U.S. Water News Online
ARVADA, Colo. -- Wally Welton shielded his eyes from the
hot sun and stared across the blue-green waters of the new 9,800
acre-foot reservoir that bears his name.
``I call it the stealth reservoir. There was a deliberate effort
not to advertise it,'' the president of the Consolidated Mutual Water
Built largely under the public's radar, the $20 million reservoir
was completed on time and on budget in 2001, with enough water to
supply 21,000 taps near a former nuclear weapons plant in Jefferson
Dozens of similar projects could be completed if voters approve a
$2 billion bond referendum in November aimed at easing the effects of
the multiyear drought.
The plan is drawing strong opposition from Western Colorado
residents who fear it could be a conduit to send their water to the
thirsty Front Range. Others are wary because it does not specify
projects that would be financed by the referendum.
``Who does this bonding referendum help? No one is able to answer
that question,'' said Reeves Brown, president of Club 20, a group
that represents Western Slope business interests. ``That's why we
believe there is a hidden agenda.''
Sen. Jim Dyer, R-Littleton, who sponsored the referendum in the
Legislature, refused to identify any projects that could be built
with the money. He wants projects to come from user groups, both
public and private, which will have to pay for it through revenue
The measure was one of several bills enacted this year to tackle
problems stemming from the drought, one of the worst in recorded
Proposed projects must be reviewed by the Colorado Water
Conservation Board and approved by the governor.
Gov. Bill Owens said the money could be used to repair existing
facilities, improve their efficiency, and to build new storage.
``Reservoirs leak and facilities age. That means that we are
failing to store water that we have the capacity to store, and
storage is the best way to protect us against drought, since 80
percent of Colorado's water comes from snowmelt,'' Owens said when he
signed the bill to put it on the ballot.
Potential projects include the Big Straw, a plan to pump water
back from the Colorado River at the Utah border and reuse it. Owens
said that is where the state could reap the biggest benefit because
the state is entitled to 400,000 acre feet a year it cannot store.
A private consulting firm has been awarded a $2.7 million contract
to conduct 81 meetings around the state to come up with a list of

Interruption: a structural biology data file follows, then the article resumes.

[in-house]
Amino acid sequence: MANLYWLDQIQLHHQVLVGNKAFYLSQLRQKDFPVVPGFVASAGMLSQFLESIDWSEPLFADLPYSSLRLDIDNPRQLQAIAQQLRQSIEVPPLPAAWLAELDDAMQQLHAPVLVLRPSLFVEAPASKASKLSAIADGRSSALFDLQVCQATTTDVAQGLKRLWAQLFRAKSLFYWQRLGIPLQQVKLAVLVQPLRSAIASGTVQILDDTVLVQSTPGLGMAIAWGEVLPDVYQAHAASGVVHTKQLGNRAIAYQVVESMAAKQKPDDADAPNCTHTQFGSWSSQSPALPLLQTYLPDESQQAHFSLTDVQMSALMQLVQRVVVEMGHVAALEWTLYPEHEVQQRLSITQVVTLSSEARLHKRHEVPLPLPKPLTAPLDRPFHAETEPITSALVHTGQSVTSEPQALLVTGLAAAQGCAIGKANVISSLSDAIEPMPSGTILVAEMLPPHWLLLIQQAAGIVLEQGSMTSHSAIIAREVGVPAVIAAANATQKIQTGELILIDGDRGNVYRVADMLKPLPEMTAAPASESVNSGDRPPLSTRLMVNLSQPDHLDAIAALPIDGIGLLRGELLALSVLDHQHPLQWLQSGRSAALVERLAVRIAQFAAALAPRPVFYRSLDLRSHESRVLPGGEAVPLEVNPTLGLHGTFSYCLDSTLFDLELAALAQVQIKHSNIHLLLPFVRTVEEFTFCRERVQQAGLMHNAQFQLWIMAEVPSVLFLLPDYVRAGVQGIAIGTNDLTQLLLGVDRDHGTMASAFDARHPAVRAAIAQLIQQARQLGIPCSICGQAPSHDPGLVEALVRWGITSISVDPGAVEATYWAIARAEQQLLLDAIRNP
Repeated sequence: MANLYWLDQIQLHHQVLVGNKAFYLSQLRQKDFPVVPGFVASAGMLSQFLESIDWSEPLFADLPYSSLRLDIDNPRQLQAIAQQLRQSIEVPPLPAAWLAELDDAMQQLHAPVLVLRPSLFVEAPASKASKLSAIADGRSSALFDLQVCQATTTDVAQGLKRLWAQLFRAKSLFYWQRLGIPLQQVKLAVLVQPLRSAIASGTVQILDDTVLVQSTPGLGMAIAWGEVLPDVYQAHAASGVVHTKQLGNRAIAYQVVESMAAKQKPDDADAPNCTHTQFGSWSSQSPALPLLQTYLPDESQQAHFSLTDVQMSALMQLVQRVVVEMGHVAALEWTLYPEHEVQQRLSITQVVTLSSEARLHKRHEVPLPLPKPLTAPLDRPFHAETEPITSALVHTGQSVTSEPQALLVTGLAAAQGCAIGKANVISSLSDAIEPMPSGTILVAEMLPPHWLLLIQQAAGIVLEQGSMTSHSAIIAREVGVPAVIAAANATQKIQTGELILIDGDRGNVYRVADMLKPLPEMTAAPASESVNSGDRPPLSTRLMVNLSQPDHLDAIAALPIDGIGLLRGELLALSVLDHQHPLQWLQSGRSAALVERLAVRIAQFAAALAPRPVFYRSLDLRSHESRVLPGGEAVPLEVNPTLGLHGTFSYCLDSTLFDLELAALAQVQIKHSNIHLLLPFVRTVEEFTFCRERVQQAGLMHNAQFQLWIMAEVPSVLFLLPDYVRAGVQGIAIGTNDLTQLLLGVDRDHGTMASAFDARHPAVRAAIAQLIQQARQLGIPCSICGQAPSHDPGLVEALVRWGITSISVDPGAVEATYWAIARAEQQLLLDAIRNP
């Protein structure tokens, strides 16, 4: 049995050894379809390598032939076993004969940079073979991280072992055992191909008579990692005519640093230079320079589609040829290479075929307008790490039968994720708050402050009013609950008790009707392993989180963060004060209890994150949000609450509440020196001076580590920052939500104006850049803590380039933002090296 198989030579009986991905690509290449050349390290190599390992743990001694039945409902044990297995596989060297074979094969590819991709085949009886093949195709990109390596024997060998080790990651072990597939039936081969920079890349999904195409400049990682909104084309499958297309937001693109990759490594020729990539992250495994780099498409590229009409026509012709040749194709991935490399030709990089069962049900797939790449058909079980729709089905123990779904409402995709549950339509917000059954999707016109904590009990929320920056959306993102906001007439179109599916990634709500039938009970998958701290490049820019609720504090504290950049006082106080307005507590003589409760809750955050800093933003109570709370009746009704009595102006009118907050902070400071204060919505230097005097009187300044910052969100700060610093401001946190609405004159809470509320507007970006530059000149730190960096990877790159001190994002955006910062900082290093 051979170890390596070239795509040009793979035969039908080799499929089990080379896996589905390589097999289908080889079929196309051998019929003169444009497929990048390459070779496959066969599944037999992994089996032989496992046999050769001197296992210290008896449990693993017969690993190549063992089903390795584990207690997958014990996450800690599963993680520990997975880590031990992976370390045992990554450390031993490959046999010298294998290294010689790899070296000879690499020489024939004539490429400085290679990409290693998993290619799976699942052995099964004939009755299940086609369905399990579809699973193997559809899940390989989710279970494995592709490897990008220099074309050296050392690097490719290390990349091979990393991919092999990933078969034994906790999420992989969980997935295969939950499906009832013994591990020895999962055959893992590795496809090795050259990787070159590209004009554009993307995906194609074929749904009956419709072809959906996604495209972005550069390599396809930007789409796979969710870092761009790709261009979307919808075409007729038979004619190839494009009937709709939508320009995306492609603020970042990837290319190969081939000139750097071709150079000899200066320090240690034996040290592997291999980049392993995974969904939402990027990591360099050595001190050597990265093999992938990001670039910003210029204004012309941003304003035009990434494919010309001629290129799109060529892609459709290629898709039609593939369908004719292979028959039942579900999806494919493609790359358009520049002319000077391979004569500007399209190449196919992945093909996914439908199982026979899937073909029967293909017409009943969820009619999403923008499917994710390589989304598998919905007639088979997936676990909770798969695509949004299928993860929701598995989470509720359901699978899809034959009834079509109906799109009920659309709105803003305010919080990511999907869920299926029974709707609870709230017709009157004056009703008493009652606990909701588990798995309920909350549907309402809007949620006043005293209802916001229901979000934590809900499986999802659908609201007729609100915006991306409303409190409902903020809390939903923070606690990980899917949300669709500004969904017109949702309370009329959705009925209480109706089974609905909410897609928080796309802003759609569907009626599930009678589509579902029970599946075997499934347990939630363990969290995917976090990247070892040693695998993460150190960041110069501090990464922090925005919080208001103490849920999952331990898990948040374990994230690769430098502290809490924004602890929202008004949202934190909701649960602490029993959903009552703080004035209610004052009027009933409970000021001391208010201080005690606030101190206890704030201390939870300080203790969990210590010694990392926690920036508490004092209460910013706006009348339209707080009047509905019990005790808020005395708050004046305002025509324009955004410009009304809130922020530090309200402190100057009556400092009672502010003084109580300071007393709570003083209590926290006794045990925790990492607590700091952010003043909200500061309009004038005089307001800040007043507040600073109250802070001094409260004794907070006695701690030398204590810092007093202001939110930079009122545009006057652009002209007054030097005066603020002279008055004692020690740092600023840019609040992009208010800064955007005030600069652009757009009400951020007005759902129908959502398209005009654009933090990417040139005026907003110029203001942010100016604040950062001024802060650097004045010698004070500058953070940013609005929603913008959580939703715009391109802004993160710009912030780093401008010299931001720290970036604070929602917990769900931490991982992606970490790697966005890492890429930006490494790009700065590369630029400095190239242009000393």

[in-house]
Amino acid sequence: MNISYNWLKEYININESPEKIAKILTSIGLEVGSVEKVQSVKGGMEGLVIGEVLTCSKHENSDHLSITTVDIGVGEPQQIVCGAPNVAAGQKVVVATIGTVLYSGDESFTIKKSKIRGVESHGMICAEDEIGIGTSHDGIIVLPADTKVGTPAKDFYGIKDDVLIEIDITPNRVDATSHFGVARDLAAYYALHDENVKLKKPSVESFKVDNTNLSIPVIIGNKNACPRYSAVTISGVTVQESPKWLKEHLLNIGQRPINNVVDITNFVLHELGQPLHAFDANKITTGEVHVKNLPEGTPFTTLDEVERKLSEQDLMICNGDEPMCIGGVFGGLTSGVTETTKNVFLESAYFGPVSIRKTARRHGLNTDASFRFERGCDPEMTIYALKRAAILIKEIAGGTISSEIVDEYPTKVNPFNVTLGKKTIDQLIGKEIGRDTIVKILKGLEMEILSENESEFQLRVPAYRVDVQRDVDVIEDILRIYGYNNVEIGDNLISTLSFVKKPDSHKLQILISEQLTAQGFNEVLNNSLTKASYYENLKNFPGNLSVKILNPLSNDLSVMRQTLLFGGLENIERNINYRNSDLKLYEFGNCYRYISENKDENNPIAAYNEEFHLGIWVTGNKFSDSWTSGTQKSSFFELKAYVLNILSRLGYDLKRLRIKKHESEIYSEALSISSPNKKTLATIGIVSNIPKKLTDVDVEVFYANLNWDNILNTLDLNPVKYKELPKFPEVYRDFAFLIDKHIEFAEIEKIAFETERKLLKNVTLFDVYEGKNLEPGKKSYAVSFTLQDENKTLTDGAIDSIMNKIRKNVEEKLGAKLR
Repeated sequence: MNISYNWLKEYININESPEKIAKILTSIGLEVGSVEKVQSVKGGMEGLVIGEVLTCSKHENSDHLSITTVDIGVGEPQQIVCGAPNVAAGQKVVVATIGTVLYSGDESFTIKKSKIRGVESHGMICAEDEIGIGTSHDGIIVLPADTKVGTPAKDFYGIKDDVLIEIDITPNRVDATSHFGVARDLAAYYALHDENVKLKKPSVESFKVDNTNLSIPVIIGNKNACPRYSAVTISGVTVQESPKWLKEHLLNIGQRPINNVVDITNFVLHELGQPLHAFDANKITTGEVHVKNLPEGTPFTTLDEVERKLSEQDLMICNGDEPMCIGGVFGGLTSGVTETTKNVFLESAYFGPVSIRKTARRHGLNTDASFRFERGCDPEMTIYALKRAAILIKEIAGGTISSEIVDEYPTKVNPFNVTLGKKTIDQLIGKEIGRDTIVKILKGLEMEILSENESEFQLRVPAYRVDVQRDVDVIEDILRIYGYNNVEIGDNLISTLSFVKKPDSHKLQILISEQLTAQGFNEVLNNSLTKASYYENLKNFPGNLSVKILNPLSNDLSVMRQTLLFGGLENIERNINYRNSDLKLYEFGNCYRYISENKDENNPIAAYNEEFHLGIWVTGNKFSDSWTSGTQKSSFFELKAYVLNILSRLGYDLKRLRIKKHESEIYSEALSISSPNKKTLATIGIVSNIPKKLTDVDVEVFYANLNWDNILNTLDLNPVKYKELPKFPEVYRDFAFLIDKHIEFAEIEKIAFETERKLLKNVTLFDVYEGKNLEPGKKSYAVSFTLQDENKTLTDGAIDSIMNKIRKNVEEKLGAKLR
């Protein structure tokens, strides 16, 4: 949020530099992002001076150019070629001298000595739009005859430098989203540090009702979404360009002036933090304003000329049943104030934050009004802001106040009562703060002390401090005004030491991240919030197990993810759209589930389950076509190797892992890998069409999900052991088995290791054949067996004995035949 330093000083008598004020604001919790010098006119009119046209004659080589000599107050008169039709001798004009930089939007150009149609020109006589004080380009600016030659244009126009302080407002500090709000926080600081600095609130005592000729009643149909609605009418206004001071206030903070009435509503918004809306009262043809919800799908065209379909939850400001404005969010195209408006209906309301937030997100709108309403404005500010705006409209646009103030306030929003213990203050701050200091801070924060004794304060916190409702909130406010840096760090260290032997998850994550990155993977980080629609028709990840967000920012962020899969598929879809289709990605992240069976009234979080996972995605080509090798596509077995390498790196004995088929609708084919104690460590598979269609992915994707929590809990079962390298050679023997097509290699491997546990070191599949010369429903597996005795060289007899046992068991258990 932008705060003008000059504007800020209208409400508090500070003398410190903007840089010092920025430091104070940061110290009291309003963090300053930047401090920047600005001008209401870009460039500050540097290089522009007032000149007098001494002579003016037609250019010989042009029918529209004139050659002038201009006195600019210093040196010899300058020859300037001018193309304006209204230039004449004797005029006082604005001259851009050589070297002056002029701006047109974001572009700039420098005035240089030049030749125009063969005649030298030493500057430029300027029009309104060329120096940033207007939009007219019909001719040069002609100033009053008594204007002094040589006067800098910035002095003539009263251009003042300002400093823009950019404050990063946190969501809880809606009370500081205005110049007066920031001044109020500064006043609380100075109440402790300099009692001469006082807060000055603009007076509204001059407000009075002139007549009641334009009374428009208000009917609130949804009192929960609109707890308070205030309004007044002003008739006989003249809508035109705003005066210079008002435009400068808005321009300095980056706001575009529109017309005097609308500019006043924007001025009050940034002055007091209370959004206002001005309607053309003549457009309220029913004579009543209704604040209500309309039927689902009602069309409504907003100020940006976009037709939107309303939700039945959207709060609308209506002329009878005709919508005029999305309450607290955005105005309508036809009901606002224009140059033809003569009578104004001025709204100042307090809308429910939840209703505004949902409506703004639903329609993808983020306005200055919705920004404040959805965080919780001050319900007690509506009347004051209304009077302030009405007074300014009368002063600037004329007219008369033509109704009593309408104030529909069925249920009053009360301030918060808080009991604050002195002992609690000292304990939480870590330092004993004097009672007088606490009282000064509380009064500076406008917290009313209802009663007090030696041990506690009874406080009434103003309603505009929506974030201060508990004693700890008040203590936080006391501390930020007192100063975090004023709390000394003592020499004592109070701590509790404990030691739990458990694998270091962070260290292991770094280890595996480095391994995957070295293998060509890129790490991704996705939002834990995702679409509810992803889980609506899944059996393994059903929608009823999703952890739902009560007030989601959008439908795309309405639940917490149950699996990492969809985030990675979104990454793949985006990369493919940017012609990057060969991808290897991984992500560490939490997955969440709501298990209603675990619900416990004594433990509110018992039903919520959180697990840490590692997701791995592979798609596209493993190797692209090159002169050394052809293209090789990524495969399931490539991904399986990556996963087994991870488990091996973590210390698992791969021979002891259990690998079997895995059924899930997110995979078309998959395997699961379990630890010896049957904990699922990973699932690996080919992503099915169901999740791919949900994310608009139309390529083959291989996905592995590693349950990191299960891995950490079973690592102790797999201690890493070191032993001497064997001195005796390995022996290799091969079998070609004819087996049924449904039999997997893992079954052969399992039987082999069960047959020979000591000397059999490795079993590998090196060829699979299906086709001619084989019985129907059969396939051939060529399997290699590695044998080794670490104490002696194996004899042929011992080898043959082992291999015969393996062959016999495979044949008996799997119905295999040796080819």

potential projects by November 2004. The meetings began in August.
Owens, who is backing the referendum, has told Western Slope
politicians that there are hundreds of other potential projects that
could help every region. He insisted no decisions have been made on
which projects would be financed if the referendum were approved.
A Club 20 committee recently voted overwhelmingly to recommend
that voters defeat the referendum. The full group takes up the
recommendation in September.
Brown said his region is not opposed to water storage projects as
long as they help farmers and protect the western region's growth
Brown said the problem with the proposal is not the financing
details, but that the water is too expensive. He said it could end up
costing users $500 an acre foot or more, making it prohibitive for
Western Slope farmers accustomed to paying $20.
Trout Unlimited spokesman Dave Nickum said environmentalists
recognize new water projects are needed and will support those that
address their concerns.
He said environmentalists opposed big projects like Dominguez
Reservoir near Grand Junction because they will harm wildlife. ``We
aren't targeting all projects. Some projects do make sense,'' Nickum
Environmentalists suspect the state is avoiding mention of
specific projects to forestall criticism, Colorado Environmental
Coalition spokeswoman Monica Piergrossi said. She said the statewide
study should consider all viewpoints.
Brown said late is better than never for the state to draw up a
list of projects that could be built over the next 30 years.
``It would have been better if they had done this 40 years ago,''
Welton said small projects like the reservoir his company built
are the best answer for Colorado's water crisis. He has identified
two projects of about 5,000 acre feet each he could build if he could
get the water supply and permits to build it.
Welton said he would apply for the money if bond companies can
offer him a better rate than he could get from the state. Under the
referendum, the state is not backing the bonds, it just allows
public-private partnerships previously barred by state law.
Welton agreed with the state's hands-off, market-driven policy to
let private owners, municipalities and the bond markets decide which
water projects to build.
``I don't think things go as well when the government gets
involved,'' he said.
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